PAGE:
A herder trainer and advocate for social insurance
Gombosuren Tsend-Ayush is a herder in Ikh -Uul soum (lower administrative unit), Zavkhan province, Mongolia. After finishing high school in 1988 and completing military service for two years, Gombosuren became a herder. Not only being a herder, but Gombosuren is also a talented carpenter and crafts traditional Mongolian boots. He is an active member of his community who has been leading the primary level of a pasture user group (PUG) in his region for the last eight years. Gombosuren has worked closely with herders promoting livestock-related matters such as appropriate pasture usage through his commitment to the PUG.
In September 2020, Gombosuren attended a training of trainer in Ulaanbaatar, the capital city of Mongolia, as part of the ILO-led UN Joint Programme “Extending Social Protection to Herders with Enhanced Shock Responsiveness.” The purpose of the training was to prepare local trainers and advocates for social insurance for herders in Zavkhan province and support them in reaching herders in their campsites. During the training, more than 30 participants, including herders, social insurance officers, lifelong education trainers, and cooperative representatives from the province, were equipped with knowledge about voluntary social insurance for herders and the necessary skills to communicate their knowledge with herders. The participants were divided into teams and reached out to herders to educate them on the importance of social insurance.
It was the first time Gombosuren attended a training of trainers on social insurance like most other participants. He said that his knowledge about social insurance was only a basic level before attending the training. “I found the training very useful. Herders like us don’t get to attend training like this very often,” Gombosuren said. Besides learning about social insurance and its benefits, participants expanded their network, which Gombosuren found beneficial. He said, “Not only learning about social insurance, but the participants also had an opportunity to get to know each other and build a network”.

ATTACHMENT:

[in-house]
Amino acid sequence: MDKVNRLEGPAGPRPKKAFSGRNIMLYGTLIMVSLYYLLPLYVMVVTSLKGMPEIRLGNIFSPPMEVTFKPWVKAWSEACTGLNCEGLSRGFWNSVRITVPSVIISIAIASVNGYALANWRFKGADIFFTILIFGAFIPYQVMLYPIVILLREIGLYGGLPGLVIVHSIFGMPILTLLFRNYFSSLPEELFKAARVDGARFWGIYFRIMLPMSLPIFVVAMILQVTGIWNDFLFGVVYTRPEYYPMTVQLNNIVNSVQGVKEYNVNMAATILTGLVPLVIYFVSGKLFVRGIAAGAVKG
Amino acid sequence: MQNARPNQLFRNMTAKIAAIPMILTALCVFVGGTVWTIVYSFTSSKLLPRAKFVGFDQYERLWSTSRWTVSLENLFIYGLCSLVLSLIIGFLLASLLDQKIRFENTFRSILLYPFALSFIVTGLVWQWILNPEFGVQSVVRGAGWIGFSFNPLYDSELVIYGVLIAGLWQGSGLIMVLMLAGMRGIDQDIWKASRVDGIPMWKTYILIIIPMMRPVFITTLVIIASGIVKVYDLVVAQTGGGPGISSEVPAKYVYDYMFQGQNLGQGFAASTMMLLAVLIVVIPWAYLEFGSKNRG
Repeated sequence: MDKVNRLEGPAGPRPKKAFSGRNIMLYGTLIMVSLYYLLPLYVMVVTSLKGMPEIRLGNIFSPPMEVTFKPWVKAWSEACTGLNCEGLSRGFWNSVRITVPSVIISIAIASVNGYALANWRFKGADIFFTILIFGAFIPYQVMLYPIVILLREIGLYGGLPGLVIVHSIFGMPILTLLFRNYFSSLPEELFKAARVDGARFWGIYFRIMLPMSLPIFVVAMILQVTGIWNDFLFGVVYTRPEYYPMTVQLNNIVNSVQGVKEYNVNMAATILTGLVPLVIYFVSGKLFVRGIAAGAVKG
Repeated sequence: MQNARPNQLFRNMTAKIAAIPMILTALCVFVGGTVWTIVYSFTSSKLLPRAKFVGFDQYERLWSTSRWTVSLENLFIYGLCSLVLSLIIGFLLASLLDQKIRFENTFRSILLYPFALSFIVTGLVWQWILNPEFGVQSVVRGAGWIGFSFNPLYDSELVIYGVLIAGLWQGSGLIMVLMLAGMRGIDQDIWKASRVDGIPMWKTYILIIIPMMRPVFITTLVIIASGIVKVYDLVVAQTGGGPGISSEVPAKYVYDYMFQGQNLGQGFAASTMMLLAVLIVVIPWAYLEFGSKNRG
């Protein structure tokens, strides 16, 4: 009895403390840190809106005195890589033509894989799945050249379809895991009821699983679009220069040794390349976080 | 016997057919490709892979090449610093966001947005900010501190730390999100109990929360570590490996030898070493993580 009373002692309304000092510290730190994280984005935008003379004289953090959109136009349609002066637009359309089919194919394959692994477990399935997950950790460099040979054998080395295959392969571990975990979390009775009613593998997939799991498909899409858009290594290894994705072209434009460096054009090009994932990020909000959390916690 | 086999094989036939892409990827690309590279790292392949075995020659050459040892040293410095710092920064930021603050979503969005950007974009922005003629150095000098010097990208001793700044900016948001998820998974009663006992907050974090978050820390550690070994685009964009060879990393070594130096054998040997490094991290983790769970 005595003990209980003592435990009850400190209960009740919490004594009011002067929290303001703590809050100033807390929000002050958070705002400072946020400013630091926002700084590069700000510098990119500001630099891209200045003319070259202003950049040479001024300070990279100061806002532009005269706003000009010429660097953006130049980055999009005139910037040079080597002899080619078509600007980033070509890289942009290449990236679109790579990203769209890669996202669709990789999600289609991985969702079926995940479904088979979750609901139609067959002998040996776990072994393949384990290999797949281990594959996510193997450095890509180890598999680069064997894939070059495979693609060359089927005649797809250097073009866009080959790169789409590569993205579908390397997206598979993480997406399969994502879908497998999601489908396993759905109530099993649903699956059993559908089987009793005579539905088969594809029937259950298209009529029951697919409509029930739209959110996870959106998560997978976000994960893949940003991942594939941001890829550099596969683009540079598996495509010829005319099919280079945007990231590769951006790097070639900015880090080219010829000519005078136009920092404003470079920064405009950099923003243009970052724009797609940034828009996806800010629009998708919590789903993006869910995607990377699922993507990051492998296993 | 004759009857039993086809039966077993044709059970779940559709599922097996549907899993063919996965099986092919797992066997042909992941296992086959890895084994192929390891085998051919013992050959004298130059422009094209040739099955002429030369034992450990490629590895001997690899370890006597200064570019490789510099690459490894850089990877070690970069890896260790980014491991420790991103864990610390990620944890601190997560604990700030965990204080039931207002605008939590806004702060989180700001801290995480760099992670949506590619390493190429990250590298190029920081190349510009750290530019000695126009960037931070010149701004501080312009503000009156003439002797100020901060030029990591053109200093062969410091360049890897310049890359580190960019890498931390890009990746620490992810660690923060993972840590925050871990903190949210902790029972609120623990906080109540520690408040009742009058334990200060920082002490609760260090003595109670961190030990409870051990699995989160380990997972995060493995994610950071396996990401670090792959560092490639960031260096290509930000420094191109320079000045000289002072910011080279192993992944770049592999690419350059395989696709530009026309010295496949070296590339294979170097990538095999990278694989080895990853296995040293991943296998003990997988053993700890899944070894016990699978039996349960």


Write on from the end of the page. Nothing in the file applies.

The training helped Gombosuren understand the importance of enrolling in social insurance and raising awareness for peer herders. Also, he deepened his knowledge about herder cooperatives during the training. “A herder who works alone may succeed slowly. Instead, I learned that joining forces together through herder cooperative would be more effective,” Gombosuren said.
Working as a team and using a peer-to-peer approach to increase social insurance coverage of herders
While working in a team with social insurance officer, lifelong education trainer, and cooperative member of his soum and meeting herders, Gombosuren noticed that herders mostly lacked knowledge about social insurance and their understanding of social protection was not solid. “We asked herders’ age and the number of children they have and made individual calculations for their cases to explain social insurance. This helped herders understand the importance of social insurance and encouraged them to enroll in social insurance,” Gombosuren said. “Herders were very receptive to the information we shared”.
Working in a team to reach out to herders was one of the innovative approaches of the UNJP project, which aimed to demonstrate teamwork and a peer-to-peer approach in advocating for social insurance for herders. Like many other participants, Gombosuren found the cooperation very effective and efficient in reaching out to herders. “We were very supportive of each other as we would complement each other while sharing information with herders. Working as a team was a great experience,” he said.
As herders are scattered over large areas of Mongolia, they rarely visit soum and provincial centers to learn about social insurance. Instead, in most cases, they tend to see social insurance officers only a few years before reaching pension age to ask about what they should do. Mainly young families tend to ignore the importance of social insurance and rarely visit social insurance officers. Gombosuren’s team ensured they involved those young families and changed their perception about social insurance during their awareness-raising activities.
As a herder himself, Gombosuren found the peer-to-peer approach effective in raising herders’ awareness of social protection. “Herders know peer herders well, and it was much easier to communicate with herders and understand each other. Herders are more comfortable and open to peer herders,” Gombosuren said about his experience of meeting herders. Television is the primary source of information about social insurance for herders; however, Gombosuren thinks it’s not adequate.
After the whole experience of being trained as a trainer and visiting herder families to advocate for social insurance, Gombosuren’s perception about the benefits of social insurance has become more solid. He said that he realized that how much teamwork and peer-to-peer approach can achieve in educating herders about social protection. “It's important that herders enroll in social insurance and take advantage of it in different situations,” Gombosuren said.